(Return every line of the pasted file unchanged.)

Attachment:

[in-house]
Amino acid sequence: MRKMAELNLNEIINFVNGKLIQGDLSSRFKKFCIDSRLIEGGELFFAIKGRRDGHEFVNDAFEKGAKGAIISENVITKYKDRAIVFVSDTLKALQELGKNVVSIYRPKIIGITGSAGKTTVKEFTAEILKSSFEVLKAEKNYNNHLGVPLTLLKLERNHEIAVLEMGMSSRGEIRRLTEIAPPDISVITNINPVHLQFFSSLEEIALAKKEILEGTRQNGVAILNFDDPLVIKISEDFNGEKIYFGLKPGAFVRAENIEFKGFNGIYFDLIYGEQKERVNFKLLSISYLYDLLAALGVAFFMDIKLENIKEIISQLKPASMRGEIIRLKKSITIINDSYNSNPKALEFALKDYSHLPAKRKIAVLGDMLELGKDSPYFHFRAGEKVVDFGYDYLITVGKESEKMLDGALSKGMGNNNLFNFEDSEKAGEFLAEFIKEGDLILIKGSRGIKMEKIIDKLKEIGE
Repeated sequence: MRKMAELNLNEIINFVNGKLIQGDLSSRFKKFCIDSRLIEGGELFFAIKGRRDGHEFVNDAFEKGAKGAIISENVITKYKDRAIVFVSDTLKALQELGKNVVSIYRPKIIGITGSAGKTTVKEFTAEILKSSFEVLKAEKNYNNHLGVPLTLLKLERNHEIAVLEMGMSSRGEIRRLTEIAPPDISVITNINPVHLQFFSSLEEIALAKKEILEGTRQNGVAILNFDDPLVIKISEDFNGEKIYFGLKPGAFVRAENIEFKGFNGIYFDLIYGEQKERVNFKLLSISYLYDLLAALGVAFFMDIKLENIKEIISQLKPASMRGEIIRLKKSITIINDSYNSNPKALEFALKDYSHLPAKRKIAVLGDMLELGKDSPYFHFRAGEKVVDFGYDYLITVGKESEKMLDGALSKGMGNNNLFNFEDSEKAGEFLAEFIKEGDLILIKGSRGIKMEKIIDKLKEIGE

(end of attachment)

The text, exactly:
[in-house]
Amino acid sequence: MRKMAELNLNEIINFVNGKLIQGDLSSRFKKFCIDSRLIEGGELFFAIKGRRDGHEFVNDAFEKGAKGAIISENVITKYKDRAIVFVSDTLKALQELGKNVVSIYRPKIIGITGSAGKTTVKEFTAEILKSSFEVLKAEKNYNNHLGVPLTLLKLERNHEIAVLEMGMSSRGEIRRLTEIAPPDISVITNINPVHLQFFSSLEEIALAKKEILEGTRQNGVAILNFDDPLVIKISEDFNGEKIYFGLKPGAFVRAENIEFKGFNGIYFDLIYGEQKERVNFKLLSISYLYDLLAALGVAFFMDIKLENIKEIISQLKPASMRGEIIRLKKSITIINDSYNSNPKALEFALKDYSHLPAKRKIAVLGDMLELGKDSPYFHFRAGEKVVDFGYDYLITVGKESEKMLDGALSKGMGNNNLFNFEDSEKAGEFLAEFIKEGDLILIKGSRGIKMEKIIDKLKEIGE
Repeated sequence: MRKMAELNLNEIINFVNGKLIQGDLSSRFKKFCIDSRLIEGGELFFAIKGRRDGHEFVNDAFEKGAKGAIISENVITKYKDRAIVFVSDTLKALQELGKNVVSIYRPKIIGITGSAGKTTVKEFTAEILKSSFEVLKAEKNYNNHLGVPLTLLKLERNHEIAVLEMGMSSRGEIRRLTEIAPPDISVITNINPVHLQFFSSLEEIALAKKEILEGTRQNGVAILNFDDPLVIKISEDFNGEKIYFGLKPGAFVRAENIEFKGFNGIYFDLIYGEQKERVNFKLLSISYLYDLLAALGVAFFMDIKLENIKEIISQLKPASMRGEIIRLKKSITIINDSYNSNPKALEFALKDYSHLPAKRKIAVLGDMLELGKDSPYFHFRAGEKVVDFGYDYLITVGKESEKMLDGALSKGMGNNNLFNFEDSEKAGEFLAEFIKEGDLILIKGSRGIKMEKIIDKLKEIGE